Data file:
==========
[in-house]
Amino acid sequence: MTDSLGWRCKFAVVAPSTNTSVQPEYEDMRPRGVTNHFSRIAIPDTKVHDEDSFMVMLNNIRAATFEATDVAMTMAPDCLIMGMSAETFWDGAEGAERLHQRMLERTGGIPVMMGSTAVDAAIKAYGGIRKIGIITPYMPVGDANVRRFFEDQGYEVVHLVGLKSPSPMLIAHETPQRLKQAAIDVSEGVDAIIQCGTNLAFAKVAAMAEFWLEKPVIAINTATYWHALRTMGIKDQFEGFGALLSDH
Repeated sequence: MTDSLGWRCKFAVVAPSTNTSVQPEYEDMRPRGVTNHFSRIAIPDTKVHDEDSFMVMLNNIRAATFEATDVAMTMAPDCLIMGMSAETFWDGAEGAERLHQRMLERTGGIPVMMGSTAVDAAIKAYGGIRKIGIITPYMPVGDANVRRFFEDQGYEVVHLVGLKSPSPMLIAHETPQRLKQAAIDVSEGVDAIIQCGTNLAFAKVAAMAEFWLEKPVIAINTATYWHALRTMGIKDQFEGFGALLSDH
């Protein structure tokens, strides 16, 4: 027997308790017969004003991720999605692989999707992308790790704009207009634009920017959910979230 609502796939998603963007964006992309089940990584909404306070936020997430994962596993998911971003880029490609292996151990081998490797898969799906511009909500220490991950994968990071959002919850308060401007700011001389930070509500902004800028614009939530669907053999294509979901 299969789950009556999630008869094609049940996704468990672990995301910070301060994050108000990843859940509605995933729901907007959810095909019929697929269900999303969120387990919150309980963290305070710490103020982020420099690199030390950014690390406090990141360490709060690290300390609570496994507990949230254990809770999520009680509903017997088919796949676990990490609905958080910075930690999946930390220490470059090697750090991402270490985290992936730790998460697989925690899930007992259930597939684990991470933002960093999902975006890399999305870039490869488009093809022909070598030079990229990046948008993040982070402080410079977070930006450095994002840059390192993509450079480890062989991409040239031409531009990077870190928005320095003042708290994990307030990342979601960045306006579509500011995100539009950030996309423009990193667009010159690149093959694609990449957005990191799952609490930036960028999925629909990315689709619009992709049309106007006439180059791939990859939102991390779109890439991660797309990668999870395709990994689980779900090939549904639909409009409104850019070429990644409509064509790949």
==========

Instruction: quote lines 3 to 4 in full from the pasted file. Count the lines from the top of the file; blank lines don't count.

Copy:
Repeated sequence: MTDSLGWRCKFAVVAPSTNTSVQPEYEDMRPRGVTNHFSRIAIPDTKVHDEDSFMVMLNNIRAATFEATDVAMTMAPDCLIMGMSAETFWDGAEGAERLHQRMLERTGGIPVMMGSTAVDAAIKAYGGIRKIGIITPYMPVGDANVRRFFEDQGYEVVHLVGLKSPSPMLIAHETPQRLKQAAIDVSEGVDAIIQCGTNLAFAKVAAMAEFWLEKPVIAINTATYWHALRTMGIKDQFEGFGALLSDH
């Protein structure tokens, strides 16, 4: 027997308790017969004003991720999605692989999707992308790790704009207009634009920017959910979230 609502796939998603963007964006992309089940990584909404306070936020997430994962596993998911971003880029490609292996151990081998490797898969799906511009909500220490991950994968990071959002919850308060401007700011001389930070509500902004800028614009939530669907053999294509979901 299969789950009556999630008869094609049940996704468990672990995301910070301060994050108000990843859940509605995933729901907007959810095909019929697929269900999303969120387990919150309980963290305070710490103020982020420099690199030390950014690390406090990141360490709060690290300390609570496994507990949230254990809770999520009680509903017997088919796949676990990490609905958080910075930690999946930390220490470059090697750090991402270490985290992936730790998460697989925690899930007992259930597939684990991470933002960093999902975006890399999305870039490869488009093809022909070598030079990229990046948008993040982070402080410079977070930006450095994002840059390192993509450079480890062989991409040239031409531009990077870190928005320095003042708290994990307030990342979601960045306006579509500011995100539009950030996309423009990193667009010159690149093959694609990449957005990191799952609490930036960028999925629909990315689709619009992709049309106007006439180059791939990859939102991390779109890439991660797309990668999870395709990994689980779900090939549904639909409009409104850019070429990644409509064509790949």